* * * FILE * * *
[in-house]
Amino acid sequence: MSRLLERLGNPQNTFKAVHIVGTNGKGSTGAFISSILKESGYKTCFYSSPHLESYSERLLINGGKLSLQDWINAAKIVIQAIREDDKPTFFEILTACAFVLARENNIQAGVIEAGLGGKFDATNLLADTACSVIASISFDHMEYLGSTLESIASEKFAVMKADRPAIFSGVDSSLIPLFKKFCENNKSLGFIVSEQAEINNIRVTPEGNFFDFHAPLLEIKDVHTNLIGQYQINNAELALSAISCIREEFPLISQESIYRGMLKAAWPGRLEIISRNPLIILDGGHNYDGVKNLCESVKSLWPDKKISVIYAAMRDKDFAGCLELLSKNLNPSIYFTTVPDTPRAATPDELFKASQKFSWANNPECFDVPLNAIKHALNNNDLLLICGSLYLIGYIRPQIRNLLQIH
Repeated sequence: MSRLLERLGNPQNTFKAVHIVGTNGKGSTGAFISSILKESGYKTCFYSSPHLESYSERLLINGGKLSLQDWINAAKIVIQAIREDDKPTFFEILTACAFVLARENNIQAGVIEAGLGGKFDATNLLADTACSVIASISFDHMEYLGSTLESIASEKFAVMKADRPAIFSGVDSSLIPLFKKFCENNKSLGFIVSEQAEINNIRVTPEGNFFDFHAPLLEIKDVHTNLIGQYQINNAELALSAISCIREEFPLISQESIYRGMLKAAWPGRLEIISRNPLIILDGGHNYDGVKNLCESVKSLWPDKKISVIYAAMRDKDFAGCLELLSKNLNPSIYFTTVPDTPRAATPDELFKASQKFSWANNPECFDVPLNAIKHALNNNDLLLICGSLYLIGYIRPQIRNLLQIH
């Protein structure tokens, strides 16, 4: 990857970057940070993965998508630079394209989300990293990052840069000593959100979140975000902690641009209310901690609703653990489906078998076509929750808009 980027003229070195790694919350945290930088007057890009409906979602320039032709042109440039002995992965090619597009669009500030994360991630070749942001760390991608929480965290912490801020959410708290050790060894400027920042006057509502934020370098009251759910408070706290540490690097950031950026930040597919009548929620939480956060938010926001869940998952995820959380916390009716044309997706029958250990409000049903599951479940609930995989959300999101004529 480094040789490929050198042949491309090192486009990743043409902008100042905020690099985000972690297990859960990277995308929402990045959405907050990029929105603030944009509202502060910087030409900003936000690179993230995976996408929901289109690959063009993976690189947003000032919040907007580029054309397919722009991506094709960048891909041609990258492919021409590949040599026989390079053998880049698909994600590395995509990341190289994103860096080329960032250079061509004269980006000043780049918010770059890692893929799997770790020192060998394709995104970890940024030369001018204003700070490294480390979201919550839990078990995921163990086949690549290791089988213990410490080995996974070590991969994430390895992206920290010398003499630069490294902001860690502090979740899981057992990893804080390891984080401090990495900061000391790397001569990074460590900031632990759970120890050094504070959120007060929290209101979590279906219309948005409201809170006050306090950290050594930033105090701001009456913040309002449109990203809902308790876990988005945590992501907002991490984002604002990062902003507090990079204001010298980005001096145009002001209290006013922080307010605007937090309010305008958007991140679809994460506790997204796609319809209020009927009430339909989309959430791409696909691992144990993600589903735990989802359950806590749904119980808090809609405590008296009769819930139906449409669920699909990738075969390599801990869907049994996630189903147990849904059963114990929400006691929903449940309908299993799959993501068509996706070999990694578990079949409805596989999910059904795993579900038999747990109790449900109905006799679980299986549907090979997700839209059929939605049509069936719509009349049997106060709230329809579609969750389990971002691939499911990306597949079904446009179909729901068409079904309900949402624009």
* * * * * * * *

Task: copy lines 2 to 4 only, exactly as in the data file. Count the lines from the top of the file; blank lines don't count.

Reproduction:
Amino acid sequence: MSRLLERLGNPQNTFKAVHIVGTNGKGSTGAFISSILKESGYKTCFYSSPHLESYSERLLINGGKLSLQDWINAAKIVIQAIREDDKPTFFEILTACAFVLARENNIQAGVIEAGLGGKFDATNLLADTACSVIASISFDHMEYLGSTLESIASEKFAVMKADRPAIFSGVDSSLIPLFKKFCENNKSLGFIVSEQAEINNIRVTPEGNFFDFHAPLLEIKDVHTNLIGQYQINNAELALSAISCIREEFPLISQESIYRGMLKAAWPGRLEIISRNPLIILDGGHNYDGVKNLCESVKSLWPDKKISVIYAAMRDKDFAGCLELLSKNLNPSIYFTTVPDTPRAATPDELFKASQKFSWANNPECFDVPLNAIKHALNNNDLLLICGSLYLIGYIRPQIRNLLQIH
Repeated sequence: MSRLLERLGNPQNTFKAVHIVGTNGKGSTGAFISSILKESGYKTCFYSSPHLESYSERLLINGGKLSLQDWINAAKIVIQAIREDDKPTFFEILTACAFVLARENNIQAGVIEAGLGGKFDATNLLADTACSVIASISFDHMEYLGSTLESIASEKFAVMKADRPAIFSGVDSSLIPLFKKFCENNKSLGFIVSEQAEINNIRVTPEGNFFDFHAPLLEIKDVHTNLIGQYQINNAELALSAISCIREEFPLISQESIYRGMLKAAWPGRLEIISRNPLIILDGGHNYDGVKNLCESVKSLWPDKKISVIYAAMRDKDFAGCLELLSKNLNPSIYFTTVPDTPRAATPDELFKASQKFSWANNPECFDVPLNAIKHALNNNDLLLICGSLYLIGYIRPQIRNLLQIH
């Protein structure tokens, strides 16, 4: 990857970057940070993965998508630079394209989300990293990052840069000593959100979140975000902690641009209310901690609703653990489906078998076509929750808009 980027003229070195790694919350945290930088007057890009409906979602320039032709042109440039002995992965090619597009669009500030994360991630070749942001760390991608929480965290912490801020959410708290050790060894400027920042006057509502934020370098009251759910408070706290540490690097950031950026930040597919009548929620939480956060938010926001869940998952995820959380916390009716044309997706029958250990409000049903599951479940609930995989959300999101004529 480094040789490929050198042949491309090192486009990743043409902008100042905020690099985000972690297990859960990277995308929402990045959405907050990029929105603030944009509202502060910087030409900003936000690179993230995976996408929901289109690959063009993976690189947003000032919040907007580029054309397919722009991506094709960048891909041609990258492919021409590949040599026989390079053998880049698909994600590395995509990341190289994103860096080329960032250079061509004269980006000043780049918010770059890692893929799997770790020192060998394709995104970890940024030369001018204003700070490294480390979201919550839990078990995921163990086949690549290791089988213990410490080995996974070590991969994430390895992206920290010398003499630069490294902001860690502090979740899981057992990893804080390891984080401090990495900061000391790397001569990074460590900031632990759970120890050094504070959120007060929290209101979590279906219309948005409201809170006050306090950290050594930033105090701001009456913040309002449109990203809902308790876990988005945590992501907002991490984002604002990062902003507090990079204001010298980005001096145009002001209290006013922080307010605007937090309010305008958007991140679809994460506790997204796609319809209020009927009430339909989309959430791409696909691992144990993600589903735990989802359950806590749904119980808090809609405590008296009769819930139906449409669920699909990738075969390599801990869907049994996630189903147990849904059963114990929400006691929903449940309908299993799959993501068509996706070999990694578990079949409805596989999910059904795993579900038999747990109790449900109905006799679980299986549907090979997700839209059929939605049509069936719509009349049997106060709230329809579609969750389990971002691939499911990306597949079904446009179909729901068409079904309900949402624009």